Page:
President Barack Obama buckled.
Last month he released his long-form birth certificate, but not without chiding the media and his detractors for their “silliness” in forcing the issue.
No sooner had he released it than Donald Quixote was off to his next windmill: the president’s college grades.
Donald Trump is still playing to suspicions of Obama. And it’s no longer theoretical. It’s theological. For them, truth is no longer dependent on proof because it’s rooted in faith: faith that American exceptionalism was never truly meant to cover hyphenated Americans; faith in 400 years of cemented assumptions about the character and capacity of the American Negro; and faith that if the president doesn’t hew to those assumptions then he must be alien by both birth and faith.
This is how the moneyed interests—of whom Trump is one—want it. That is how sleight of hand works: distract and deceive. They need this distraction now more than ever because the right’s flimsy fiscal argument—that if we allow fat cats to gorge, crumbs will surely fall—is losing traction.
It’s losing traction with voters as the Supreme Court continues its crusade to put corporate interests above those of citizens. Just last month, it ruled that there is a way for businesses to keep consumers claiming fraud from banding together in a single class-action lawsuit.
It’s losing traction among workers. Gallup reported that a majority of Americans worry that they won’t have enough money in retirement.
It’s losing traction among young people as it was reported last month that the unemployment rate for workers ages 16 to 24 reached a record high last year, according to the Economic Policy Institute.
It’s losing traction with families as the national average price of a gallon of gas is nearing $4, while oil companies are reaping record profits while taking billions of dollars in government subsidies.
It all loses traction as more Americans begin to see the far right for what it truly is: a gang of bandits willing to sacrifice the poor and working classes to further extend the American aristocracy.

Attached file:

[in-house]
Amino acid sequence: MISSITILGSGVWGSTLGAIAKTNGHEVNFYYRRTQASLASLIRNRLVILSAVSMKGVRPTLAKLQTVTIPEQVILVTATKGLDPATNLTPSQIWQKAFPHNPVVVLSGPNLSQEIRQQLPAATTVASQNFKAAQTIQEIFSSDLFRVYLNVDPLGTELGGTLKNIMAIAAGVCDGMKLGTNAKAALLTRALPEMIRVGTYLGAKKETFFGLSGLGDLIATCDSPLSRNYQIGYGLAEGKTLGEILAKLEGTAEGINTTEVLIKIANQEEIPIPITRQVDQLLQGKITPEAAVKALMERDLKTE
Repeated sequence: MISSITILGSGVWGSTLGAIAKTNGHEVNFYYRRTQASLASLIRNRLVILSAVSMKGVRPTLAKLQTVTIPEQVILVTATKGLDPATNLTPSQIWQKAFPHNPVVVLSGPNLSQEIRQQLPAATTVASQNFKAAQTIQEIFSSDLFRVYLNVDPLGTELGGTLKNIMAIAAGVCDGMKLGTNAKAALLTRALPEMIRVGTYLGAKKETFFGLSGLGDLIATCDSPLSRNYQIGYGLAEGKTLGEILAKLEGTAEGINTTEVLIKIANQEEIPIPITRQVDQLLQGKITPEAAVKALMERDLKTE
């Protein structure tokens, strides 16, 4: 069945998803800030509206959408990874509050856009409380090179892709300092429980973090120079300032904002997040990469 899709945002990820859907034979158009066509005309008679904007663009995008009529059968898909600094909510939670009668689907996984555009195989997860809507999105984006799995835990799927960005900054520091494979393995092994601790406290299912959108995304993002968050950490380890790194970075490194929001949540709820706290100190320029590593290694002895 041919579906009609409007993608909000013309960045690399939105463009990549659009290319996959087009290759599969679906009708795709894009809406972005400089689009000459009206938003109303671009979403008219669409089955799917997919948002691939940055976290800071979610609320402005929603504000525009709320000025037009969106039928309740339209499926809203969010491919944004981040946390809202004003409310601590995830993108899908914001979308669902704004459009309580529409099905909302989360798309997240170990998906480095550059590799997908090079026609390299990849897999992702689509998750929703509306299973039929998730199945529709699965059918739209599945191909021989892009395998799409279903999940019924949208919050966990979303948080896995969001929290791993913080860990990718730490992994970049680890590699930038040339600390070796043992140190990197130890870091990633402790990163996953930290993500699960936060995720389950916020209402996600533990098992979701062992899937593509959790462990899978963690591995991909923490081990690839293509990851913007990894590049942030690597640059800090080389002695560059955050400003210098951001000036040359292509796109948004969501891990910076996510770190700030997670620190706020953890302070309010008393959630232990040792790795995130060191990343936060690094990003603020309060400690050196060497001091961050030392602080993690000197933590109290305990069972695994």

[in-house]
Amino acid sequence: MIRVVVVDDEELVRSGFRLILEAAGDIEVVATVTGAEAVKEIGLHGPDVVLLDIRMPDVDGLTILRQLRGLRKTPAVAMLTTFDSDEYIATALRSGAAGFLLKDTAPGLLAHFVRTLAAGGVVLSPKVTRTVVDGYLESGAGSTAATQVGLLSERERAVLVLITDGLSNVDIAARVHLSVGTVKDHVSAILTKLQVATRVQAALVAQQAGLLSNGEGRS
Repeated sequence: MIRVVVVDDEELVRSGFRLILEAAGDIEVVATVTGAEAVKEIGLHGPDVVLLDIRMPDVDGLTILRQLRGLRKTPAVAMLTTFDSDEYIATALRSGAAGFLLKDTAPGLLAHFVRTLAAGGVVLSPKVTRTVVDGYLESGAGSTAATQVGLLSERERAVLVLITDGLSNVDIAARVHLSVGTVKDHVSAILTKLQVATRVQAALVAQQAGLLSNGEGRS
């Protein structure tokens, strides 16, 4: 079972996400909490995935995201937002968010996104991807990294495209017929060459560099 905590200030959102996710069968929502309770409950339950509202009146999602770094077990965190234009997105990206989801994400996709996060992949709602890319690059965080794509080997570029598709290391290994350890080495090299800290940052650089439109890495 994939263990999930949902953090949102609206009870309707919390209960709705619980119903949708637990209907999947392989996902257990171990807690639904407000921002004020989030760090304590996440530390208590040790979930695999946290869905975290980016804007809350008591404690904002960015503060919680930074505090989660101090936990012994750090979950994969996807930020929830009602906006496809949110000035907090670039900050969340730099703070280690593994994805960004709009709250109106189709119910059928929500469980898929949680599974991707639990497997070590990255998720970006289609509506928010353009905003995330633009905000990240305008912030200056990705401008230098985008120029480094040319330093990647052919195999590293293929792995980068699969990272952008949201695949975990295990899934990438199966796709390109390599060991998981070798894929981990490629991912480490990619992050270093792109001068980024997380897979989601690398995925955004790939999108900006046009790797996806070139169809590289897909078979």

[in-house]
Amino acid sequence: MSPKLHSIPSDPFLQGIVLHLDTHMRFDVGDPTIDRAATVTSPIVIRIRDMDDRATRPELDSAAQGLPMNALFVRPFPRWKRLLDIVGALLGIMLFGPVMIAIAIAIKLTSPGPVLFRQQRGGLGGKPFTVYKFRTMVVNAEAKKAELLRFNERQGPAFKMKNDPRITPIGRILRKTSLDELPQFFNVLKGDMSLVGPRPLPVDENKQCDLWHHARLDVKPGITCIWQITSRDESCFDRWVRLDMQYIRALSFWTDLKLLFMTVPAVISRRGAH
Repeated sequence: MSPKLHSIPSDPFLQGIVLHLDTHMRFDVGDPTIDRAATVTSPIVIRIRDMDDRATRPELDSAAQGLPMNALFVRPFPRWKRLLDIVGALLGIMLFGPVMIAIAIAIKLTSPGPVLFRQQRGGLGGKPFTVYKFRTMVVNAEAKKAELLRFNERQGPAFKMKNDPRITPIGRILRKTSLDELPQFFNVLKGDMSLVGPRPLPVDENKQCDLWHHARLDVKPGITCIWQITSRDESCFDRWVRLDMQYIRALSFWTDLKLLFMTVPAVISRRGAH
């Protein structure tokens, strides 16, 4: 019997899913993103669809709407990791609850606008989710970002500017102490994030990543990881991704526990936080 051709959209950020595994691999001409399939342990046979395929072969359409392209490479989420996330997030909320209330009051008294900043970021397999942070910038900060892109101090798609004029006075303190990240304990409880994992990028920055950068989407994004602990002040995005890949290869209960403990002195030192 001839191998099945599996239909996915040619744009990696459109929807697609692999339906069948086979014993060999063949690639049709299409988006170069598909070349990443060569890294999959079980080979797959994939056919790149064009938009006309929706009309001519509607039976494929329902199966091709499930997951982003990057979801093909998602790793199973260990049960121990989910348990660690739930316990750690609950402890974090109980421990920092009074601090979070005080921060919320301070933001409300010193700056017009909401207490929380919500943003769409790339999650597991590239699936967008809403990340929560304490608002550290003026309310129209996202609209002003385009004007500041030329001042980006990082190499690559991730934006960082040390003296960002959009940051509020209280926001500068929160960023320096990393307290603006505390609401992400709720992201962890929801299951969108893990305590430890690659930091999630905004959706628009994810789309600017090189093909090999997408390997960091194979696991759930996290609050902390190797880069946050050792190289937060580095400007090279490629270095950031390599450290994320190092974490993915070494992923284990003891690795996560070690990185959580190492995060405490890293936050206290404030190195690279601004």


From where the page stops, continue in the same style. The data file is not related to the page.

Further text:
So the right needs to backfill its shaky fiscal reasoning with political segregationist rhetoric—amplifying a separation of the “us” from the “other.”
State Sen. Jake Knotts, of South Carolina, last year called Obama—along with the state’s governor Nikki Haley, who is Indian-American and a Republican—a disparaging slur. When pressured to resign, he refused, proclaiming that: “If all of us rednecks leave the Republican Party, the party would have one hell of a void.” Do tell.
This is not to say that all Republicans are tolerant of this behavior. Far from it. But the party has taken the strategic position that in some cases it’s politically advantageous to allow demagogues and xenophobes, sectarians and homophobes to not only see the party as a sanctuary but as a place to rise to its top.
In 1965, the Rev. Martin Luther King Jr. described how the strategy of separating people with common financial interests by agitating their racial differences was used against the populist movement at the turn of the century, explaining that “the Southern aristocracy took the world and gave the poor white man Jim Crow.”
He continued that Jim Crow was “a psychological bird that told him that no matter how bad off he was, at least he was a white man, better than the black man.” He called this “their last outpost of psychological oblivion.”
But the right, with a new boost of energy from Trump, is reaching for new frontiers. The language and methodology are different, but the goal is the same: to deny, invalidate and subjugate, to distract from real issues with false divisions.
Trump is helping the right shape new weapons from old hatreds, forming shivs from shackles, all the while patting himself on the back and promoting his brand.
But his point of pride is the right’s mark of shame.•
Blow is a New York Times columnist. Send comments to email@example.com.